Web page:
Boko Haram Not Responsible for Pilgrimage Attack, Says Nigerian Shiite Leader

1203_Kano attack
The scene where two female suicide bombers blew themselves up at a mobile phone market in Kano, Nigeria, November 19. Another suicide bomb attack near Kano on November 27 killed at least 21 people during a Shiite procession. Stringer/Reuters

Boko Haram was not behind a suicide bombing that killed at least 21 people near Nigeria's second city of Kano during a Shiite Muslim procession, according to a prominent Nigerian Shiite leader, the Premium Times reported.

On November 27, a male suicide bomber detonated his device during the procession from Kano to Zaria, a site of pilgrimage for Nigerian Shiite Muslims. The Nigerian militant group Boko Haram claimed responsibility for the attack, which happened near the village of Dakasoye, south of Kano. In a statement released on November 28, the group warned that such attacks would continue "against Shia polytheists...until we cleanse the earth of their filth."

But on Tuesday, Sheikh Ibrahim El-Zakzaky, leader of the Islamic Movement in Nigeria, the Shiite group that organized the procession, said the fundamentalist group was not responsible for the attack, despite its claims. "We know the names of...those contracted to commit the massacre, their identity is not hidden from us," said Zakzaky in a statement. "We cannot be cowed by an imaginary Boko Haram tale. Let them tell it to the fools and the ignorant."

The Islamic Movement in Nigeria also said that a second attacker was arrested before he could detonate his bomb. Zakzaky said the assailants in the procession attack belonged to the same group as those who have committed previous attacks on the Shiite movement, including an incident at a pro-Palestinian march in Zaria in July 2014, when 34 people were killed reportedly by military personnel. Three of Zakzaky's sons were among the dead.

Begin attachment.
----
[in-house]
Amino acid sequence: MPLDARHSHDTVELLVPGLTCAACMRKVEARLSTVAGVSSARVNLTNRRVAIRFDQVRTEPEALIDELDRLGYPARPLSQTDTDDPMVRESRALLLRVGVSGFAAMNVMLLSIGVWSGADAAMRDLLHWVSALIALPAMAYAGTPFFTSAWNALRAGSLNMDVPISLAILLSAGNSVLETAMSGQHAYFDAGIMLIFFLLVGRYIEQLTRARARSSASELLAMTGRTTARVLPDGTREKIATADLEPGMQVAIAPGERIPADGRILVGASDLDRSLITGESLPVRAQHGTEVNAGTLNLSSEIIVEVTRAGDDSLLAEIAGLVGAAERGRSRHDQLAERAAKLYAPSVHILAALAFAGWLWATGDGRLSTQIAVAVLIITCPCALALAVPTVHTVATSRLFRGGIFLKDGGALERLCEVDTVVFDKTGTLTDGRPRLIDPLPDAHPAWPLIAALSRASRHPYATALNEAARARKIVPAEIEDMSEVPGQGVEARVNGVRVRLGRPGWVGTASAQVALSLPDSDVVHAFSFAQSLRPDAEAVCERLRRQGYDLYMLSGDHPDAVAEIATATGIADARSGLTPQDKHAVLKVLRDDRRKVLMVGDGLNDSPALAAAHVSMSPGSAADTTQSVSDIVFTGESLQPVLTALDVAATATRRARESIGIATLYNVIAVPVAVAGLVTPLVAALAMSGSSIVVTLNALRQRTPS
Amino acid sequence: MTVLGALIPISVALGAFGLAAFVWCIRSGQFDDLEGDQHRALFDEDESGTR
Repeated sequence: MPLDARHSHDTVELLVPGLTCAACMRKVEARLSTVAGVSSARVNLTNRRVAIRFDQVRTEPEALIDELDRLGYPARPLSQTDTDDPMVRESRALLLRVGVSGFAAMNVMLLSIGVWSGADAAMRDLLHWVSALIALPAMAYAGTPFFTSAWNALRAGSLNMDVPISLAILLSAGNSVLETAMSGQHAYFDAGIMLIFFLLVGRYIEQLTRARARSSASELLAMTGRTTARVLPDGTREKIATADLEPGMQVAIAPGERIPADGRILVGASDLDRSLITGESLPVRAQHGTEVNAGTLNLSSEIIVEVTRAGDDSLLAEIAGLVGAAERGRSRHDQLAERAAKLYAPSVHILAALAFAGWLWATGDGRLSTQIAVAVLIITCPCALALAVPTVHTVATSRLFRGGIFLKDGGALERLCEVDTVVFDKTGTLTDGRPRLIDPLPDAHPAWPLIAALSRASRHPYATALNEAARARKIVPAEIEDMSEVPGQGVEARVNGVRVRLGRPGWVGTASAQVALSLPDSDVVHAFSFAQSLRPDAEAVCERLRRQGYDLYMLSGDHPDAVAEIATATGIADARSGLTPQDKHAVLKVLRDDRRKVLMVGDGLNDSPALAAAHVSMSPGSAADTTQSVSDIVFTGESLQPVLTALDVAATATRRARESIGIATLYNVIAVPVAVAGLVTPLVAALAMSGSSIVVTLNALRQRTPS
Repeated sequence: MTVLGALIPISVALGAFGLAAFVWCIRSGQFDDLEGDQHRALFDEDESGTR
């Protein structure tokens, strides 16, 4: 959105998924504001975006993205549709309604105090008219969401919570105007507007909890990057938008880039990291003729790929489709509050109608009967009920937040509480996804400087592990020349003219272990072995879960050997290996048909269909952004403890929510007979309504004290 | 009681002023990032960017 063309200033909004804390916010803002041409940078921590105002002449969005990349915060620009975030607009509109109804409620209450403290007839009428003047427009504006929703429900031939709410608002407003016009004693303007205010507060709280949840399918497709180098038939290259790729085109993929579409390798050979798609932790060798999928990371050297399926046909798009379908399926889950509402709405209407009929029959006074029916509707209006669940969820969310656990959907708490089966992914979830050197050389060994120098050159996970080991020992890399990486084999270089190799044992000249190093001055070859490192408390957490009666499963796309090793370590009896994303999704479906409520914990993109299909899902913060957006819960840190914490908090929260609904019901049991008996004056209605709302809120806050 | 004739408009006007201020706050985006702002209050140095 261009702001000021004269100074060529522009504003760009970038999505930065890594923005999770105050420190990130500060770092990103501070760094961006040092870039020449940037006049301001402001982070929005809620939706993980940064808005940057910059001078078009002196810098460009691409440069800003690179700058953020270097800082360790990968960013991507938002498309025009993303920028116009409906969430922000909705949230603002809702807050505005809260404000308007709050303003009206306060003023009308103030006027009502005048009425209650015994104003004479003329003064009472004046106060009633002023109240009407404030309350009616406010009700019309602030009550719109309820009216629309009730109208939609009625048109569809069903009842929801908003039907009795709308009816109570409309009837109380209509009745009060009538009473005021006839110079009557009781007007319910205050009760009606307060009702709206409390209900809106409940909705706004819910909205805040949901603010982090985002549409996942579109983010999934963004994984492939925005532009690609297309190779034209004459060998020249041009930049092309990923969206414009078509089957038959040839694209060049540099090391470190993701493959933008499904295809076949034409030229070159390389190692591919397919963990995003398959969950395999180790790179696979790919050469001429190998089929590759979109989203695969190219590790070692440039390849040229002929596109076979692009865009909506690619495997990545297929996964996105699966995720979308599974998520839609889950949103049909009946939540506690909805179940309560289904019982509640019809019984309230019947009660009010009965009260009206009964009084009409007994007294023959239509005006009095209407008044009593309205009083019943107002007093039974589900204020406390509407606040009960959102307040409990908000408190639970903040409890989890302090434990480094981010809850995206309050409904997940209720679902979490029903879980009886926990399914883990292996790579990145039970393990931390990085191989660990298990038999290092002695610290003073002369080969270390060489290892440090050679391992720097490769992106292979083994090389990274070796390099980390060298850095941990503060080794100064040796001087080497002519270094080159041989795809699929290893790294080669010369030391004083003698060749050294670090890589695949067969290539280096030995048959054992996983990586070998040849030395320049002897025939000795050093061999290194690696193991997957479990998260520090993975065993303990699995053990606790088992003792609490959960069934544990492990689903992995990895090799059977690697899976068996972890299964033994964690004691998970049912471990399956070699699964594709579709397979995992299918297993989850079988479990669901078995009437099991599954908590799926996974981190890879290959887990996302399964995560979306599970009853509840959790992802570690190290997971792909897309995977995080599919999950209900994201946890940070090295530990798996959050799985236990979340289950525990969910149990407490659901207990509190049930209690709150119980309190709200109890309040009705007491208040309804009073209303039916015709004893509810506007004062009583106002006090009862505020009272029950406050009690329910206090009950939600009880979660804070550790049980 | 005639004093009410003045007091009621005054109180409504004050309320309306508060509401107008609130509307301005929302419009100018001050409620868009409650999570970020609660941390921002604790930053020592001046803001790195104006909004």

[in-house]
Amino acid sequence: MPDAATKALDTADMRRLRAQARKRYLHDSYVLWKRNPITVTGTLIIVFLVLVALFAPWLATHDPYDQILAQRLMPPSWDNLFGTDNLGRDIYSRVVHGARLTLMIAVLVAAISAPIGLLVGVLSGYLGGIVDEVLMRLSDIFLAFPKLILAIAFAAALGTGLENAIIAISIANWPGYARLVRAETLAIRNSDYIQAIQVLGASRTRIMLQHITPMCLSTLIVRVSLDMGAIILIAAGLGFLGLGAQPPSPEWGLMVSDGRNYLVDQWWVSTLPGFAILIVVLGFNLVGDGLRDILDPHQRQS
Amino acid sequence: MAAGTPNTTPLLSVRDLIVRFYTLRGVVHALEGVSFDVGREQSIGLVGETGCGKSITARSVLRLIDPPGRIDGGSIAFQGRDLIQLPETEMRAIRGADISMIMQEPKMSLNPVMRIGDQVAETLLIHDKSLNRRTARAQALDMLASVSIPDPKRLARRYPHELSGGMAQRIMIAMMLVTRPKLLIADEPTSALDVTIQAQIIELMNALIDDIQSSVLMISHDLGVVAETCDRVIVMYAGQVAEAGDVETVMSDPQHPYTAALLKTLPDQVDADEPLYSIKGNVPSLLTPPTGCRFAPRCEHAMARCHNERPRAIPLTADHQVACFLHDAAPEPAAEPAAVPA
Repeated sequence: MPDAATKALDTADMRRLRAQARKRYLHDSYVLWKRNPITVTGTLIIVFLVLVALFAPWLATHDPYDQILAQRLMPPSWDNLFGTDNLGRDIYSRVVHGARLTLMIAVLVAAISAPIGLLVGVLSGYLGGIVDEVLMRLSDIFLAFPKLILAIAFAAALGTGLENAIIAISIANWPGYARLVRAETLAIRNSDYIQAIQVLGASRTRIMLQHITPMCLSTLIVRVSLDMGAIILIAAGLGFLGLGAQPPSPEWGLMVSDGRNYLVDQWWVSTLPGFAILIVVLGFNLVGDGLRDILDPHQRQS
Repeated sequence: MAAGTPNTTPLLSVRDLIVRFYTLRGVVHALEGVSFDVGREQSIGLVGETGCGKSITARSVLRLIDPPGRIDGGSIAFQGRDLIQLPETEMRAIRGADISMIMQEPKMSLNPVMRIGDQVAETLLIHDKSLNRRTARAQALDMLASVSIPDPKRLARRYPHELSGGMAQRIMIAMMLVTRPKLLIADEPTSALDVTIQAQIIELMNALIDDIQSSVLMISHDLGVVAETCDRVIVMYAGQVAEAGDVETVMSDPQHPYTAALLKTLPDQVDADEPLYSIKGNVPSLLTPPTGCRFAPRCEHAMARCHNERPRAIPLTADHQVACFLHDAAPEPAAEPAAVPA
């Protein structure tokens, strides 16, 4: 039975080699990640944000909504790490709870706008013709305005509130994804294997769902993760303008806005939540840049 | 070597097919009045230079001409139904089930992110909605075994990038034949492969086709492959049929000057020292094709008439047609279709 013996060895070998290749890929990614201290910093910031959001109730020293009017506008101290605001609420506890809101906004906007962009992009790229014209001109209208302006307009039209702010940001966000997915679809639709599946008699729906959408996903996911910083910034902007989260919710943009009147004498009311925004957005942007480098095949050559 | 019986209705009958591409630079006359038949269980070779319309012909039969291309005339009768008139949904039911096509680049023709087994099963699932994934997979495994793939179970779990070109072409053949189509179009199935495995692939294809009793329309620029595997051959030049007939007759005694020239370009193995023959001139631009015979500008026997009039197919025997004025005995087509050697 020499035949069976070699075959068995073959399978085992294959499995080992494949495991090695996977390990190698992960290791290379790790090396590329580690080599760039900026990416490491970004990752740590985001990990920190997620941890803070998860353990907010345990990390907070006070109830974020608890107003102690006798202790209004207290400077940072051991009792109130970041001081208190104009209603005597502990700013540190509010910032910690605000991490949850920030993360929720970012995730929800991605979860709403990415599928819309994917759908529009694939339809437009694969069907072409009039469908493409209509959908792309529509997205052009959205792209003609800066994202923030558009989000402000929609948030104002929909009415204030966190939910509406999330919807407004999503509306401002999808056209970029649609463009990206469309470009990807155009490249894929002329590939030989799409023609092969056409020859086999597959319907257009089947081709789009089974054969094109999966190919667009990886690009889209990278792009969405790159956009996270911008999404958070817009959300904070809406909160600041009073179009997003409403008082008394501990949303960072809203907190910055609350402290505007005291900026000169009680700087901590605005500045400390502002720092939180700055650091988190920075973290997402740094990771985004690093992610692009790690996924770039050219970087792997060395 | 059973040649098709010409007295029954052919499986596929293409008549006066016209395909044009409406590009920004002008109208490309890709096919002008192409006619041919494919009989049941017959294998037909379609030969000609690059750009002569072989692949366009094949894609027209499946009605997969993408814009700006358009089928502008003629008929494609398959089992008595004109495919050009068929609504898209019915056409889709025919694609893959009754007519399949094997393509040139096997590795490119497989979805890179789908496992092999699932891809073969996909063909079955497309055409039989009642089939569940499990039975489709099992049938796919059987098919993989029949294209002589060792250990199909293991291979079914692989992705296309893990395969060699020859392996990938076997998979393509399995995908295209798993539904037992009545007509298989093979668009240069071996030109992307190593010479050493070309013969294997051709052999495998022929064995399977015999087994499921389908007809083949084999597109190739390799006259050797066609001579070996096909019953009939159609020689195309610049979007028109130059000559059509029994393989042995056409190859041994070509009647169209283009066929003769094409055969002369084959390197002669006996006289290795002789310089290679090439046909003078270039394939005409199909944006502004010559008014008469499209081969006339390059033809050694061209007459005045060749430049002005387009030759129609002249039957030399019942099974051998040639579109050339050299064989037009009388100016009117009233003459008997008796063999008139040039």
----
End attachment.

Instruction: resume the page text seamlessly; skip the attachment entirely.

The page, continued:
At the time, the Nigerian army's public relations director said it was investigating the incident, but insisted the military was acting in self-defence after protesters shot at the soldiers.

Boko Haram espouses a fundamentalist interpretation of Sunni Islam and regards Shiite Muslims as heretics. The group has been blamed for attacks on Shiites in the past, including a suicide bombing in November 2014 at the Shiite festival of Ashura in Potiskum in Yobe state, northern Nigeria, that killed 20 people.

As well as Nigeria, Boko Haram has carried out frequent attacks in Cameroon, Niger and Chad in recent months. However, the militants suffered a blow in November when the Cameroonian army claims it killed around 100 Boko Haram fighters and liberated some 900 hostages in an operation on the Cameroonian-Nigerian border.

When contacted by Newsweek , the Nigerian Department of State Services, the country's intelligence agency, declined to comment on Zakzaky's accusations.